A sea of adults and children gathered late afternoon Monday along NW Bond Street in downtown Bend for a rally to reopen public schools. Their goal: get state officials’ attention, loosen COVID-19 school reopening requirements, and end online-only learning.
“The instruction they’re getting now is not adequate,” said Amy Ferris, whose daughter attends Mountain View High School in Bend. “The teachers are doing everything they possibly can, but the technical glitches make it too hard.”
As of 4:30 p.m., about 150 people were present at the rally. Many held signs with slogans like “Screens aren’t school,” “Kids need interaction not isolation” or “Our children our choice.”
Along with the rally, a number of parents pledged to not log their children into online distance learning Monday, as a one-day virtual strike.
It is unclear how many families participated in the virtual strike as of Monday evening, as Bend-La Pine doesn’t receive daily online attendance numbers until the next day, said district spokeswoman Julianne Repman.
Kelly Dlach — a Bend mother of three students at Pine Ridge Elementary who organized the rally and virtual strike — said she was inspired to lead the local effort after seeing similar groups in other parts of Oregon such as Salem and Medford.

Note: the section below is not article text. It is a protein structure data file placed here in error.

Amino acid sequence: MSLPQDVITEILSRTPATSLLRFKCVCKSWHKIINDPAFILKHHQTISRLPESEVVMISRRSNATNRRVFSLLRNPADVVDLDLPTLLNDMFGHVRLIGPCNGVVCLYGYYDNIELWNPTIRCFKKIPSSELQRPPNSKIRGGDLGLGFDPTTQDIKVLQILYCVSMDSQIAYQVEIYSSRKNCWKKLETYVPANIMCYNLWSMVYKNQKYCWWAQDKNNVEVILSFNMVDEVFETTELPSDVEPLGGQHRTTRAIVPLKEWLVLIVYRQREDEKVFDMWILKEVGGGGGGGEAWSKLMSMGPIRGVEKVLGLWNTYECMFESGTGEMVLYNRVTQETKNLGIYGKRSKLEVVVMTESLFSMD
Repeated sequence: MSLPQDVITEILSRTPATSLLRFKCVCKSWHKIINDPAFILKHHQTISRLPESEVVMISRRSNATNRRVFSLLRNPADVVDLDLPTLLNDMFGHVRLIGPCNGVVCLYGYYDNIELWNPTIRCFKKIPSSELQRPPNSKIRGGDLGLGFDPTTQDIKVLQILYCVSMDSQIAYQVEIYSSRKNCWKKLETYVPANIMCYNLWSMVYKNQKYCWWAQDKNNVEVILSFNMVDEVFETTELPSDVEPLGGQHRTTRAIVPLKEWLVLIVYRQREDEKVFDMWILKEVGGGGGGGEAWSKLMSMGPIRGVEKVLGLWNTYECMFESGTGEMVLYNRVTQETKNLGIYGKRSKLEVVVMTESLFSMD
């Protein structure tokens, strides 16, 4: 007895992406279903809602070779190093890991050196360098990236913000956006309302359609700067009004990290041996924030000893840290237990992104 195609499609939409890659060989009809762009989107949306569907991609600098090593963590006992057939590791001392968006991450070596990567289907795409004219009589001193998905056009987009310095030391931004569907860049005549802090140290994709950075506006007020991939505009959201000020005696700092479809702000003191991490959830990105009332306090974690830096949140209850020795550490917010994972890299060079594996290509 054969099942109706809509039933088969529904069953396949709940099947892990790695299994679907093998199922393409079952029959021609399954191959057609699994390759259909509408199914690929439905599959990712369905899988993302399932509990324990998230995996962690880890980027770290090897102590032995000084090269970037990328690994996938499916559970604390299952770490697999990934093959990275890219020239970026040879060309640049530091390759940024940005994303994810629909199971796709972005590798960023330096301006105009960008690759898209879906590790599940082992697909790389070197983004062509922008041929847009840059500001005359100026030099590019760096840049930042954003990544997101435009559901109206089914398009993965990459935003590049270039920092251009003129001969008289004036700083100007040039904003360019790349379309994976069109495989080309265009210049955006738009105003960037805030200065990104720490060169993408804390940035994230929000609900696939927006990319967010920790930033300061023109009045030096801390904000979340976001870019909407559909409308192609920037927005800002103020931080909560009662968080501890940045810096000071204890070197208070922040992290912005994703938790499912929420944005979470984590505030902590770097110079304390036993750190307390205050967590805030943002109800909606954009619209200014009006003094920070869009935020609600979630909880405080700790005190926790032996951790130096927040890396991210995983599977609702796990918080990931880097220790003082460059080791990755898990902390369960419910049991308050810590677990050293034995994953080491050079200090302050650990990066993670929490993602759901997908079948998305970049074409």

Dlach called the school reopening metrics — which require counties to meet a certain threshold of COVID-19 cases per 100,000 residents for three straight weeks — “unattainable.”
But she also was upset that while schools stayed closed, Oregon made sure to reopen bars, day care centers and other parts of daily life.
“Right now, public schools are the only thing closed, and I don’t think that makes any sense,” Dlach said before the rally.
On a Facebook event page for the rally, Dlach urged participants to wear face masks, stay socially distant and avoid bringing signs that directly attack Gov. Kate Brown, teachers’ unions or teachers themselves.
Although most signs were apolitical, there were a few signs attacking the governor or the press, such as “School over media fear,” “Hey Kate! Your metrics are hurting our children,” and “Brown is a clown.” The latter sign was held by a young child at one point in the rally.
Although many at the rally wore face masks, a few did not. And the crowd was tightly packed on the sidewalk.
Danielle White, a kindergarten teacher at Three Rivers School in Sunriver, said teachers should return to classrooms if they feel comfortable.
“As a teacher, we have a great immune system: we’re around germs all the time,” said White. “I’m not really worried about getting sick.”
Bend-La Pine Superintendent Lora Nordquist said she sympathized with these families, but the district was stuck with the state’s rules.
Nordquist suggested that the state should consider restricting other activities, such as bowling and retail, to help bring COVID-19 numbers down so students could return to classes.
“My kids can play youth soccer, my teenager can have a job at McDonalds, but they can’t go to school. It’s hard to justify that to people, because I don’t understand it myself,” Nordquist said in a phone interview. “It doesn’t feel, to me, that our state is saying in-person education is a really high priority for us.”